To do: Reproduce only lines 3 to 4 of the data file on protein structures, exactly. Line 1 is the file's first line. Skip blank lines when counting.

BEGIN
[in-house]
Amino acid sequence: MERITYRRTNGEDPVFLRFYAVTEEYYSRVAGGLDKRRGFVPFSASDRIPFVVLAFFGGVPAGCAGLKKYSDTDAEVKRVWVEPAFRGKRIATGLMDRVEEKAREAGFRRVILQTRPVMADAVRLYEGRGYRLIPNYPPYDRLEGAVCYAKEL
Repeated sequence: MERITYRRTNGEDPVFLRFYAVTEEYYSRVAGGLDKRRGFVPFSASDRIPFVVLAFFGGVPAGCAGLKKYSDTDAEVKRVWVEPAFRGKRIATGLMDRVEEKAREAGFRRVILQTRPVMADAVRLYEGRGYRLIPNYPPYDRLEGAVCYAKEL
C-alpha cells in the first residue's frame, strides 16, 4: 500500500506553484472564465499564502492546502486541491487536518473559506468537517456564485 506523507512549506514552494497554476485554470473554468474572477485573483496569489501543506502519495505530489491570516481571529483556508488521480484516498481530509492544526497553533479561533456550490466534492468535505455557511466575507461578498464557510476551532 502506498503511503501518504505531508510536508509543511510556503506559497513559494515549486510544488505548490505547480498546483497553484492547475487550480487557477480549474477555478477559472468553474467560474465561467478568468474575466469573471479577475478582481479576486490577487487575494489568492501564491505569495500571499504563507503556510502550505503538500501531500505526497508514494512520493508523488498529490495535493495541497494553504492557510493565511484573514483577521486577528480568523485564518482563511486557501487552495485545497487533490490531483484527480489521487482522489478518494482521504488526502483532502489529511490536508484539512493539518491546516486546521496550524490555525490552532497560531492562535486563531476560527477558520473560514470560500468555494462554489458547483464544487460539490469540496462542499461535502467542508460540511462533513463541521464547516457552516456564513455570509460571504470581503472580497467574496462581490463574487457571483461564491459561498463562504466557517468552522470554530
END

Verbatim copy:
Repeated sequence: MERITYRRTNGEDPVFLRFYAVTEEYYSRVAGGLDKRRGFVPFSASDRIPFVVLAFFGGVPAGCAGLKKYSDTDAEVKRVWVEPAFRGKRIATGLMDRVEEKAREAGFRRVILQTRPVMADAVRLYEGRGYRLIPNYPPYDRLEGAVCYAKEL
C-alpha cells in the first residue's frame, strides 16, 4: 500500500506553484472564465499564502492546502486541491487536518473559506468537517456564485 506523507512549506514552494497554476485554470473554468474572477485573483496569489501543506502519495505530489491570516481571529483556508488521480484516498481530509492544526497553533479561533456550490466534492468535505455557511466575507461578498464557510476551532 502506498503511503501518504505531508510536508509543511510556503506559497513559494515549486510544488505548490505547480498546483497553484492547475487550480487557477480549474477555478477559472468553474467560474465561467478568468474575466469573471479577475478582481479576486490577487487575494489568492501564491505569495500571499504563507503556510502550505503538500501531500505526497508514494512520493508523488498529490495535493495541497494553504492557510493565511484573514483577521486577528480568523485564518482563511486557501487552495485545497487533490490531483484527480489521487482522489478518494482521504488526502483532502489529511490536508484539512493539518491546516486546521496550524490555525490552532497560531492562535486563531476560527477558520473560514470560500468555494462554489458547483464544487460539490469540496462542499461535502467542508460540511462533513463541521464547516457552516456564513455570509460571504470581503472580497467574496462581490463574487457571483461564491459561498463562504466557517468552522470554530